This three-bedroom house in Plymstock is for sale for £250,000 via Cross Keys estate agents

This three-bedroom house in Plymstock is for sale for £250,000 via Cross Keys estate agents

It comes as housing stock has decreased, down 26 per cent on this time last year, although the market was closed in April 2020.

New properties coming up for sale improved in March and were 51 per cent higher than in February, but demand is still outstripping supply in a number of areas, Rightmove said.

Market momentum has been building in recent months. So far this year Rightmove has recorded 20 of its busiest ever days for visits to the site, with a new record set last Wednesday on April 7 when there were more than 9.3 million visits.

RIGHTMOVE’S TOP 10 BUYER’S MARKET AREAS IN BRITAIN
Location % of properties that are Sold Subject to Contract (SSTC) Average asking price 2021
Birmingham City Centre 18.4% £218,072
Liverpool City Centre 22% £165,912
Beaconsfield, Buckinghamshire 29% £1,087,372
Manchester City Centre 31% £235,859
Sunbury-On-Thames, Surrey 31.4% £503,375
Langley, Berkshire 31.5% £440,846
Bushey, Hertfordshire 31.8% £564,683
Norwich City Centre 32.5% £230,186
Witney, Oxfordshire 33.2% £338,748
Southampton City Centre 33.3% £210,095
Source: Rightmove     

Tim Bannister, of Rightmove, said: ‘Areas around the North and South West are the stand-out seller’s markets right now, and places in Cornwall and Devon are continuing the trend of a desire to move to the seaside and countryside.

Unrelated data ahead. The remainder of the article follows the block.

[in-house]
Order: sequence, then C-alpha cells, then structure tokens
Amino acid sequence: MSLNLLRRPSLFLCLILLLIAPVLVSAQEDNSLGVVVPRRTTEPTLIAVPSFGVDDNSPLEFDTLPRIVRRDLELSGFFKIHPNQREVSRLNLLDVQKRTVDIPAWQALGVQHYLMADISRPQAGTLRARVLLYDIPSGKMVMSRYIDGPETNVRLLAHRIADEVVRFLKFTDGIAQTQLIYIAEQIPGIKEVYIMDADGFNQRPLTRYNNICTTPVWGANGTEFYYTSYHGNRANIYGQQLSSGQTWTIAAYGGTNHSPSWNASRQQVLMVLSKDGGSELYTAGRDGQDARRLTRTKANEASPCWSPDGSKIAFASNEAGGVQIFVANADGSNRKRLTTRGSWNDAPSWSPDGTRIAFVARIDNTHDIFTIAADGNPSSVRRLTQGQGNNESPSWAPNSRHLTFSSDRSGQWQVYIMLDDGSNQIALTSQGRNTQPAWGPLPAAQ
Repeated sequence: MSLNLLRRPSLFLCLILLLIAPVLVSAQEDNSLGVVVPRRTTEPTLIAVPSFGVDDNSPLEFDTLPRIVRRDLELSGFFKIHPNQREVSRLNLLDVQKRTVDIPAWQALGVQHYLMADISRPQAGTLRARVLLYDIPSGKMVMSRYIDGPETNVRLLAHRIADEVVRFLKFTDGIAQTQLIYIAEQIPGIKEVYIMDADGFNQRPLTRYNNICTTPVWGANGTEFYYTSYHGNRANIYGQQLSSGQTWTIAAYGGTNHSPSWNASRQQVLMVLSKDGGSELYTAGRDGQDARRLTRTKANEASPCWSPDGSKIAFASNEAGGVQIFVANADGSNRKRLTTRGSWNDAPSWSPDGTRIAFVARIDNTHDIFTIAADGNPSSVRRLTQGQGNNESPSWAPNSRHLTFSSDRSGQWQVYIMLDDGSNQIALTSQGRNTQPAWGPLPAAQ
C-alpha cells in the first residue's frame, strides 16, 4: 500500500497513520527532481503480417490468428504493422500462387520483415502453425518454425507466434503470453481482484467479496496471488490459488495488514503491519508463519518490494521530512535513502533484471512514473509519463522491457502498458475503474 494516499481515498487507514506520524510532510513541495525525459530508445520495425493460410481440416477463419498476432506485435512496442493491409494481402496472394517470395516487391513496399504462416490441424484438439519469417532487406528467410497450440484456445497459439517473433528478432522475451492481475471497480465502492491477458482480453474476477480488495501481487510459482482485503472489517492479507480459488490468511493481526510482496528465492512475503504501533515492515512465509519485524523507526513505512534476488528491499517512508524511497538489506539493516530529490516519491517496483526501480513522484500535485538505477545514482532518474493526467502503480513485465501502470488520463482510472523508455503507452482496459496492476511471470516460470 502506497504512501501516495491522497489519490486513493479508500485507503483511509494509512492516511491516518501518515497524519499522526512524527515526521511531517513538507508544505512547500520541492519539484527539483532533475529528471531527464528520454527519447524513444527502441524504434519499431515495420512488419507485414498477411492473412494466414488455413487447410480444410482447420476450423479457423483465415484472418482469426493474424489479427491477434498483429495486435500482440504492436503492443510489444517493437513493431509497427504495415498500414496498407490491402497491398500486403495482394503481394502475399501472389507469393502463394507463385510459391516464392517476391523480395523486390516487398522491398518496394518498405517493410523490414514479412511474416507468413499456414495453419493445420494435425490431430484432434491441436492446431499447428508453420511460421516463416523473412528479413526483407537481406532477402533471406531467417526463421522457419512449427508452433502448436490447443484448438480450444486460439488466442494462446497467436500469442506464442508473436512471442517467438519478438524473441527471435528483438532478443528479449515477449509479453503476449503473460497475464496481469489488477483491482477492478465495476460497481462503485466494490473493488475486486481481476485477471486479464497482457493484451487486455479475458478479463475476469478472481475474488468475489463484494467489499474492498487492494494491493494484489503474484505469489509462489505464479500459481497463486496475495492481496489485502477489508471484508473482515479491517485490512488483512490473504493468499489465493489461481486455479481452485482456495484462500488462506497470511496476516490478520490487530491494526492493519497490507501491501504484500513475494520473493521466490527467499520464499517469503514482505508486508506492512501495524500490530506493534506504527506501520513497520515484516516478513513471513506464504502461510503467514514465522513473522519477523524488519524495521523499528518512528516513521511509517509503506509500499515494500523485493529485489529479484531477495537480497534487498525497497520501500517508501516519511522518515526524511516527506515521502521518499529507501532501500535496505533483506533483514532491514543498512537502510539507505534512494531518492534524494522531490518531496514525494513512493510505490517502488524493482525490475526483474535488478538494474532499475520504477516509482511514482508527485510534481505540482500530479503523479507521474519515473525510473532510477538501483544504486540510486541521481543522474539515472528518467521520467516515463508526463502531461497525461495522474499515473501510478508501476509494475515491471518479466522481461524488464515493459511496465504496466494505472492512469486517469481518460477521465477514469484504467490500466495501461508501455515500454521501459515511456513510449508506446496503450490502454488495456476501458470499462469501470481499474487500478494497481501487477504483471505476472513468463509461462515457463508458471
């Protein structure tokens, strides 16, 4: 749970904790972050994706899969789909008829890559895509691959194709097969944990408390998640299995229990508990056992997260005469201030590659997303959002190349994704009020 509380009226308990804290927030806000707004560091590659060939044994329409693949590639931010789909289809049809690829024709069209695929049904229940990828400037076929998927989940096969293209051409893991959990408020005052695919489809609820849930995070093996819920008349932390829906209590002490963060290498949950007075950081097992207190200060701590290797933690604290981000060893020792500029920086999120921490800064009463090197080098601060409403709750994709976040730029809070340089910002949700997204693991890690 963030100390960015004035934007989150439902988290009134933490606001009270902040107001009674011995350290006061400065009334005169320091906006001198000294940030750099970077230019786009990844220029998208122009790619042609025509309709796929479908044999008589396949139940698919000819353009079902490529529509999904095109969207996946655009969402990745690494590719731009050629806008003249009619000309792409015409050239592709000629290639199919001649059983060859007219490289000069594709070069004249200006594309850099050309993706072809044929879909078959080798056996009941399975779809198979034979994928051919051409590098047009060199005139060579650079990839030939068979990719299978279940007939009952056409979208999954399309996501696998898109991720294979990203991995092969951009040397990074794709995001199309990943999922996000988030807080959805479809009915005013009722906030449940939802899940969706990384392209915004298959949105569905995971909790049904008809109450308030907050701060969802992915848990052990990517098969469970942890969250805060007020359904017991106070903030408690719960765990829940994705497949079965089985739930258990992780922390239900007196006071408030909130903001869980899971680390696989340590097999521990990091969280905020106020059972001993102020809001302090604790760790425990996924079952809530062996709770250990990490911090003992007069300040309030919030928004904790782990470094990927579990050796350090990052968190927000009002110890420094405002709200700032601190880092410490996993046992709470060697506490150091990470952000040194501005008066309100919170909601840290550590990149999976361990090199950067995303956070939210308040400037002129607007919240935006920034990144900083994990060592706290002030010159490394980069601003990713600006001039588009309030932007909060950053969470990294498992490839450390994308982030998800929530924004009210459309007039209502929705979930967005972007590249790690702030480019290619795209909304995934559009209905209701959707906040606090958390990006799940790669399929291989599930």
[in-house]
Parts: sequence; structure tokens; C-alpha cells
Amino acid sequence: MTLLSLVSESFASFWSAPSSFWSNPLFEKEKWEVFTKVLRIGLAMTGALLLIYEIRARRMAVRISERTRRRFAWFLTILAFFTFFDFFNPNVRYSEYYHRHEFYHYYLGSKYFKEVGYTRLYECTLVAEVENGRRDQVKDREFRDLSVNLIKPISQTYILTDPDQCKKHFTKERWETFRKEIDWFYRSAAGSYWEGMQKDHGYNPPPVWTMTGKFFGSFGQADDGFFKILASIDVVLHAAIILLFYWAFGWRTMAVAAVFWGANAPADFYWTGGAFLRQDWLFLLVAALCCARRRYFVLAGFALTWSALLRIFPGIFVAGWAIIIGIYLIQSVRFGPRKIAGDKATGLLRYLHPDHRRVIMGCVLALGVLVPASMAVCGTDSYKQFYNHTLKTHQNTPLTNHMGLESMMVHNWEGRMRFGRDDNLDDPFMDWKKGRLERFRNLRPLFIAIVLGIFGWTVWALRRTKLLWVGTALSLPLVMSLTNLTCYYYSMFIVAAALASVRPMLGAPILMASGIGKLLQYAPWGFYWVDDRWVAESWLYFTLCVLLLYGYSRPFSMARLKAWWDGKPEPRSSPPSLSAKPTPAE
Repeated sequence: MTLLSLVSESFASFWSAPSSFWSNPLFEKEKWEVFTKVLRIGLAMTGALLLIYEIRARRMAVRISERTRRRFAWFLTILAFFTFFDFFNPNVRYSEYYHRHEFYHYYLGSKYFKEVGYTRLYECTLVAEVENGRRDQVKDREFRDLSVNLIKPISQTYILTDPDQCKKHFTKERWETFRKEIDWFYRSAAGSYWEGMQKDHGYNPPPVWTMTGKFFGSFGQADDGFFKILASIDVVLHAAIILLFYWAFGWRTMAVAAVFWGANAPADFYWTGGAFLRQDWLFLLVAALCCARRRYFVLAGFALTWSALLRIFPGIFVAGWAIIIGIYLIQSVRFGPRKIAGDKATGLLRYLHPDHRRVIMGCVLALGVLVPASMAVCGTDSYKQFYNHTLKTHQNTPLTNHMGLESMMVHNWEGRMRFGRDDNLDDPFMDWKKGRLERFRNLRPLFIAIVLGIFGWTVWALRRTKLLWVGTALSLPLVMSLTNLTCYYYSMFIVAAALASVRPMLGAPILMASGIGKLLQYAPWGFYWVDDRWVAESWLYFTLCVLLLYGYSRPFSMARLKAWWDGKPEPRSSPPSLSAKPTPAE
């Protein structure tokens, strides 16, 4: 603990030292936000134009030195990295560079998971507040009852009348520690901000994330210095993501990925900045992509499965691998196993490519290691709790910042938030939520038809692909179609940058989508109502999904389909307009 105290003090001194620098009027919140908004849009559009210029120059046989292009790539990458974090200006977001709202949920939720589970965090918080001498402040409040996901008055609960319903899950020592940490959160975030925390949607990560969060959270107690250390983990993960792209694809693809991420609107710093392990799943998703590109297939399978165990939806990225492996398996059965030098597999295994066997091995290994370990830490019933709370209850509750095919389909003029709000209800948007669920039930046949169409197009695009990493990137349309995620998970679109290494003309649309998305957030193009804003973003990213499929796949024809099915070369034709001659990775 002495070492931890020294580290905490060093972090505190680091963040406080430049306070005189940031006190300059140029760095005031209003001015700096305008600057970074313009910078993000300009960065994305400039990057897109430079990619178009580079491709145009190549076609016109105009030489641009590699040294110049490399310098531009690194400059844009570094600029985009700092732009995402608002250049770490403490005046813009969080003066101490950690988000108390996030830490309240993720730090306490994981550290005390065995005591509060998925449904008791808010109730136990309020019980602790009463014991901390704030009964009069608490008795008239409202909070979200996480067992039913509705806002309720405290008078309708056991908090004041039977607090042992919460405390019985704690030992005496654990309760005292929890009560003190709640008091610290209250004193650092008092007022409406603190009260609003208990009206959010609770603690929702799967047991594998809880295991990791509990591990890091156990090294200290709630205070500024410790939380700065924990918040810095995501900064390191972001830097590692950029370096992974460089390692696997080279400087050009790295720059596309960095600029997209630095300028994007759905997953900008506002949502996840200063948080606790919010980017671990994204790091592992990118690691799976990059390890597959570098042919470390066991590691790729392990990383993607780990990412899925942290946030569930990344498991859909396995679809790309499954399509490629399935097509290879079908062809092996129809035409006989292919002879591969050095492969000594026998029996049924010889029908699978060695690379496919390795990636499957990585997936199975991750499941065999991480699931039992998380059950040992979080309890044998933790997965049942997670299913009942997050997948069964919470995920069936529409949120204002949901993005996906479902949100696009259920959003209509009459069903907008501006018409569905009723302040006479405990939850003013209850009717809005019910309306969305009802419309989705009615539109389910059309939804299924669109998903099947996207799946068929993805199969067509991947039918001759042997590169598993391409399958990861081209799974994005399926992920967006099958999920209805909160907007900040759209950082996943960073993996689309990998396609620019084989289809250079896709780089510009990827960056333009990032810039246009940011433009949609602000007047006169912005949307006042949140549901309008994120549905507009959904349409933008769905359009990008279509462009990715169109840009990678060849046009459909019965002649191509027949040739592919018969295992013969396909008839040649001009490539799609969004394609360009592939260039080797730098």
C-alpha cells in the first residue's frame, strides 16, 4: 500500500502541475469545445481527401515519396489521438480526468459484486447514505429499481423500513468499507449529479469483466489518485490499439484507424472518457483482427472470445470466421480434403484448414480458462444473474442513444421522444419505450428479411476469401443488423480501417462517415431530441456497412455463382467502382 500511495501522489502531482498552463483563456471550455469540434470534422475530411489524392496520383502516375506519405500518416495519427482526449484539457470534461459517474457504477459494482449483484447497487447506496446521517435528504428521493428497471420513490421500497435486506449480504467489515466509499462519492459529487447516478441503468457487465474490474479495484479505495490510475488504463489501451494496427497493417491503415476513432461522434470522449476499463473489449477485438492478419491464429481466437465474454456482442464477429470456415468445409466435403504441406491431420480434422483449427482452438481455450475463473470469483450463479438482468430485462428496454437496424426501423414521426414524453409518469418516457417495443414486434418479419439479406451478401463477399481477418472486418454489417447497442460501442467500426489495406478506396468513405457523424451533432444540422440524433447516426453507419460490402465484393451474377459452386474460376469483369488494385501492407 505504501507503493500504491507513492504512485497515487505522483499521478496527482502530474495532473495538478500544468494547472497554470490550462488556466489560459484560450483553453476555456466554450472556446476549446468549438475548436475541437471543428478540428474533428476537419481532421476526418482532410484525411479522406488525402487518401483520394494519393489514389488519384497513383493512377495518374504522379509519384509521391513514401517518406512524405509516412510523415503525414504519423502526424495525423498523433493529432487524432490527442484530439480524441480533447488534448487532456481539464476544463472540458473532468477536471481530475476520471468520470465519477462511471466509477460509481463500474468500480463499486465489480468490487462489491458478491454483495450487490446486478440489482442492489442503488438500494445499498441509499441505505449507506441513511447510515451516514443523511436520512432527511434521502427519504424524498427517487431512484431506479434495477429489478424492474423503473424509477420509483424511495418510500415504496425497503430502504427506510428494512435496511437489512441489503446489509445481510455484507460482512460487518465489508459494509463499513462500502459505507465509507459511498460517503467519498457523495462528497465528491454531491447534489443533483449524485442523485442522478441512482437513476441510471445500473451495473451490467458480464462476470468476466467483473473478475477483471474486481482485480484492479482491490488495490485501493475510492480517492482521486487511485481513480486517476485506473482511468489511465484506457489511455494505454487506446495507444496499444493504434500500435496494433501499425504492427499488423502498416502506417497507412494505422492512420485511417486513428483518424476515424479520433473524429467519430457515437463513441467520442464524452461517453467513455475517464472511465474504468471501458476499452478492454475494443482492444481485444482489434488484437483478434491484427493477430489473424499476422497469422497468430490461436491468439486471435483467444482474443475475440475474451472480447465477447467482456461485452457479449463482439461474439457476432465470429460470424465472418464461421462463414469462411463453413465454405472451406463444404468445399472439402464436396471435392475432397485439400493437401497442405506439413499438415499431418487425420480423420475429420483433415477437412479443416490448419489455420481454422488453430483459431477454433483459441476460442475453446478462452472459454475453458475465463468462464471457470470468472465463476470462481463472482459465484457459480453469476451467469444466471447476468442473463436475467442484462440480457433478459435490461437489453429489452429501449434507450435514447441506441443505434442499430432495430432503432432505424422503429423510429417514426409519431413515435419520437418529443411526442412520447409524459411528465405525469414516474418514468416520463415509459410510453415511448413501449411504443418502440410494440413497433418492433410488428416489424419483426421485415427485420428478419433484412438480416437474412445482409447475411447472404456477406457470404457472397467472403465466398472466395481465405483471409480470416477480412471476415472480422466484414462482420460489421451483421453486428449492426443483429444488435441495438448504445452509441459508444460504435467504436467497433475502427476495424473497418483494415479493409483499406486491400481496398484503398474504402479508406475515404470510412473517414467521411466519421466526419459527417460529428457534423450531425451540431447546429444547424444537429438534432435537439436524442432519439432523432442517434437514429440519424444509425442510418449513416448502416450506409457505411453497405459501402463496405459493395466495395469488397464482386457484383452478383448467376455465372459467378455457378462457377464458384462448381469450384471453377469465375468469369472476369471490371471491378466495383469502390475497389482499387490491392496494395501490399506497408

‘Suburbs are also faring well as some people move further out from the centre of cities. 

‘Both sale and rental properties in city centres have been suffering over the past year as the usual appeal to live there has temporarily been taken away, leading to more stock than usual being available, but we may see these start to shift more quickly over the next few months as lockdown restrictions continue to be removed.’

This three-bedroom house in Hailsham, East Sussex, is for sale for £295,000 via Crane & Co estate agents

This three-bedroom house in Hailsham, East Sussex, is for sale for £295,000 via Crane & Co estate agents

Bradley Start, of Start & Co estate agents in Newquay, said: ‘The stock shortage is the worst I’ve seen in thirty years and there’s just seemingly endless demand.

‘We’re getting requests for viewings within minutes of a property going on Rightmove and many properties are going to best and final offers due to the competition, something that usually we would only see a few times a year.